A while back I bid on a new Keurig coffee machine at a silent auction. I bid $80 and won. (They went for $120 new.)
Predictably, the $40 savings went out the window in only a few weeks with the additional amount we began to spend on the little K-Cups.
It’s such a convenience to just pop one of the cups in there, listen to the little pump suck water from the reservoir, heat it up, and finally force it through the coffee grounds. And for someone who isn’t terribly discerning when it comes to coffee, it’s not bad.
But dang, the cost of those K-cups adds up fast! Even the large packages of K-Cups at Costco doesn’t make the things cheap; they still are over thirty cents apiece. With as many as I would use in a day, I might as well have bought a drink every day from Starbucks!
Overcoming the inconvenience barrier
Why did I put up with this outflow of money for so long? Aside from the obvious answer (“I was a dummy”), it boils down to not wanting to give up a convenience that I had now. We had a couple of reusable Ekobrew cups, but they just weren’t as convenient as the disposable ones. So, I resisted using them.
I call this the “inconvenience barrier.” Here are some more examples:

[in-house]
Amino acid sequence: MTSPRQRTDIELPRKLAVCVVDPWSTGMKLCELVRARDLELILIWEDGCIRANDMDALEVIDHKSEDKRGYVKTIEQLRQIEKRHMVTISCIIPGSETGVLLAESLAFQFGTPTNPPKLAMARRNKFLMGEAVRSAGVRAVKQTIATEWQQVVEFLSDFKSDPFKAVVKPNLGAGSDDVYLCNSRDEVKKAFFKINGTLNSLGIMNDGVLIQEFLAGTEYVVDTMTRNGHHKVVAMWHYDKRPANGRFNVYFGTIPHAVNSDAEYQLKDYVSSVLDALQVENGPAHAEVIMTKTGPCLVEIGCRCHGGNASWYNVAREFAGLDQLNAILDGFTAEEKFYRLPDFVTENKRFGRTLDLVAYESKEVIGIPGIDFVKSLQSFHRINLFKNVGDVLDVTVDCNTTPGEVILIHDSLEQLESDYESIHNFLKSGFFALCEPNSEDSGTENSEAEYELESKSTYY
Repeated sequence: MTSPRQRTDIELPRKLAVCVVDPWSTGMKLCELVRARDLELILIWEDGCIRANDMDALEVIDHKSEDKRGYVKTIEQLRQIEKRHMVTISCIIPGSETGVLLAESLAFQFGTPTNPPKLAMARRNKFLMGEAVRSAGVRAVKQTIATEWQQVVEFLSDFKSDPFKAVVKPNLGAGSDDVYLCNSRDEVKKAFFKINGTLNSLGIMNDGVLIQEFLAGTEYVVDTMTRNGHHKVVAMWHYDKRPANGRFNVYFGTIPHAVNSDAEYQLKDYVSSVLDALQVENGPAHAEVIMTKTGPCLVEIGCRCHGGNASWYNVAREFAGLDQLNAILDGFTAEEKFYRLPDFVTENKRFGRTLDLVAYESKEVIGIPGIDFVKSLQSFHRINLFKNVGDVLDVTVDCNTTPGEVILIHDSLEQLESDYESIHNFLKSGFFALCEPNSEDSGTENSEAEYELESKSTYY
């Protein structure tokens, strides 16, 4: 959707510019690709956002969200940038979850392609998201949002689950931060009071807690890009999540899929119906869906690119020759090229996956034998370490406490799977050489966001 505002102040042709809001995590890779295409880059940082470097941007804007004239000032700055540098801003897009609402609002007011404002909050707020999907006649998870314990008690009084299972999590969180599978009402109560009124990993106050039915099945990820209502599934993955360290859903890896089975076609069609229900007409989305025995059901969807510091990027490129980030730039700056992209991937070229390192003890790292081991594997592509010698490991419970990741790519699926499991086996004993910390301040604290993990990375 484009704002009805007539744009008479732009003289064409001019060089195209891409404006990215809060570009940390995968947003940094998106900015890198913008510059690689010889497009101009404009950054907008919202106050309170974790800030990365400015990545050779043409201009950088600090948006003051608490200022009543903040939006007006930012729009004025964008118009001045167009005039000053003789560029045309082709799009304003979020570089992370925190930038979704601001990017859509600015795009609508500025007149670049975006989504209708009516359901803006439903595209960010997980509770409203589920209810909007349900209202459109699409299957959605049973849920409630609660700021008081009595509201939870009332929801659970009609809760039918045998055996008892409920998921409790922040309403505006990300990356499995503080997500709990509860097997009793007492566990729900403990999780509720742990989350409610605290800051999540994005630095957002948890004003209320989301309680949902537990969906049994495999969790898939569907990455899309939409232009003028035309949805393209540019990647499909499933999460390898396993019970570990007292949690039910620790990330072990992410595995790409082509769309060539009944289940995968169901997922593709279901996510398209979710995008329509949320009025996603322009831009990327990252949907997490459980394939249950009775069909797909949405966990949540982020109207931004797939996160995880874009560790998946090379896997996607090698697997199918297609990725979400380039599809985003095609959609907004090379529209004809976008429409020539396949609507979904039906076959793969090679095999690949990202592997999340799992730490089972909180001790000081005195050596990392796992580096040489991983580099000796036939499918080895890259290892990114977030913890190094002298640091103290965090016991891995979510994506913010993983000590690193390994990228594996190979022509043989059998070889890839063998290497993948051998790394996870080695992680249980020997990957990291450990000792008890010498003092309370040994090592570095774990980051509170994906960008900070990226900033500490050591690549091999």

- Going from eating out to dining in. Even fast food has the advantage that you’re not the one cooking it. It’s hot and ready to go without you even so much as pushing COOK on a microwave.
- Going from cable TV to basic, or less. Even if there’s nothing worth watching, just having the variety available at your fingertips is a convenience.
- Reducing the heat in winter and reducing the A/C in summer. What you choose to wear (or not wear) in your residence in the middle of winter is your business, but you have fewer reasonable options if you’re not letting the inside temperature go above 62 degrees.
For many things, the inconvenience barrier isn’t really that much of a barrier. We make it out to be a lot bigger than it actually is.
A few weeks ago, I decided to start using the Ekobrews we had bought. This was after watching a full 100-count Costco box get consumed in about 2 1/2 weeks.
Since both my wife and I were using the Ekobrews now, and since we only had two of them, we were constantly washing the grounds out of them. I found a deal on Amazon for four more of them for $24, and six of them works pretty well for what we drink. Cleaning them out six at a time isn’t too bad.
Given what we were drinking, the four extra Ekobrews will pay for themselves in about a month.
I won’t have trouble getting used to that!
What about you? Did you have anything that you just couldn’t bear to give up because of the perceived inconvenience?